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Paternity testing: Deceased Fathers

Updated on March 3, 2013

Can I do a paternity test if the alleged father is deceased?

Paternity testing is quite straightforward when the alleged father is around and there to provide his DNA samples, but what happens if the father is dead? How do you collect DNA samples? Does it make a difference what type of samples to collect if the alleged father is buried or maybe still waiting to be buried?

Paternity testing gets more tedious if the father whose samples are required for the test (the alleged father) is dead. There are options and alternatives which you may consider in this case in order to help you get the answer to that momentous question: who is the biological father of this child? Or is this dead man the biological father of X?

The image to the left shows a human femur bone. This is one the longest and strongest bones in the body, commonly referred to your thigh bone. In cases of post-mortem paternity testing, osseous remains are used to collect DNA samples - the femur bone is one of the two bones used.

The Alleged father is of recently dead. Not yet Buried

You may need to get a court order for an exhumation
You may need to get a court order for an exhumation

In this case you can probably collect the necessary samples yourself or get a forensic pathologist to do the job which is a better idea and actually will probably be recommended in such cases where there is a court case that will follow. In Such cases nails, of both fingers and toes, or even plucked hairs will do for the paternity test. If you are not a legally recognised member of the deceased man's family, getting DNA samples from the deceased will likely require a court case and a court order for a DNA test.

Requests for Exhumations

In many countries any exhumation will need the consent of the living relatives of the deceased. You must bear in mind that if there are any financial interests (perhaps an inheritance), your request for the exhumation (as a non-blood relative) may be declined.

DNA testing between living relatives of the deceased can help you discover whether you are related to the dead person - if they accept of course!
DNA testing between living relatives of the deceased can help you discover whether you are related to the dead person - if they accept of course!

The second case: The father has been buried

Exhumations are often very problematic. In some countries, virtually impossible. Luckily, there are more simple alternatives. A whole range of relationship DNA tests can be used for just this end; establishing paternity without actually testing the alleged father. If both the alleged father's parents are available for testing, the alleged father's DNA profile can be reconstructed by scientists. All they need is then a DNA sample of the alleged child. Aunts and uncle of the alleged father can also be tested in an avuncular DNA test; If a DNA test shows my father's brother to be genetically related to me, then it means that my father is definitely my biological dad.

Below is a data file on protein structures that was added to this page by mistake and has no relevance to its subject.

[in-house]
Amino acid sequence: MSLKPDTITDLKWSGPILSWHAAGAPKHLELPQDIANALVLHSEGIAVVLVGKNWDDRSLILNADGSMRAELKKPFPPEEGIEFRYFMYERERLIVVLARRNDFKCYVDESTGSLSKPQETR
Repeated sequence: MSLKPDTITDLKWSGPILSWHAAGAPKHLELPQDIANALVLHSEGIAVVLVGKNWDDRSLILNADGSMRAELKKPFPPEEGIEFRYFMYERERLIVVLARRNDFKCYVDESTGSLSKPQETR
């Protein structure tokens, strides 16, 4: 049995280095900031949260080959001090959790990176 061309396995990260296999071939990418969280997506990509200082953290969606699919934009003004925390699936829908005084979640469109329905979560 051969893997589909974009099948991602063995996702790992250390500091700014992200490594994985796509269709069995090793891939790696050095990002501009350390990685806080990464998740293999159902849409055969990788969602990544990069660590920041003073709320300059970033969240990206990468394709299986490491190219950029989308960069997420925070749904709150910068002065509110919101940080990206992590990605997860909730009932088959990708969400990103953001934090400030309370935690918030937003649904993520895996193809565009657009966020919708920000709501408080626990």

Sibling testing can also be done with a high degree of accuracy. A DNA test can clearly show whether siblings share a biological father. Depending on the sex of the siblings, the type of test and the testing methodology will be different. Two males who wish to determine whether they have the same dad can do a Y chromosome test- if their Y chromosome profiles match, it means that they share a common paternal line.

If the body has been buried and there are no relatives left then you will need an exhumation of the body. In this case, a forensic pathologist will collect the DNA samples from the corpse. The DNA samples taken will be from the humerus (long bone in the upper arm) or femur

(thigh bone)- these samples would weigh around 2 grams.

If a DNA test proves you are the child of the deceased, then you too will be entitled to a share!!!

DNA testing following the exhumation of Richard the III

A different scenario but the idea is very much the same as the behind post-mortem paternity testing. This Youtube Video provides information about the exhumation and identification of 500 year old remains. DNA testing has shown these very old reamins to be those of the King Richard III.

Amazon- some great books on forensic science for those keen to learn more

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    • profile image

      anonymous 5 years ago

      Very interesting topic! It took me a minute to figure out why anyone would want to prove to be a dead man's child.... until I realized this would mean they could be entitled to part of the deceased estate, etc.

    • starfish26666 profile image
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      starfish26666 5 years ago

      Glad you enjoyed the lens

    • profile image

      czczcz 5 years ago

      Great advice for someone that needs a paternity test regardless if the father is alive or not.

    • profile image

      anonymous 6 years ago

      Nice lens, i like it.

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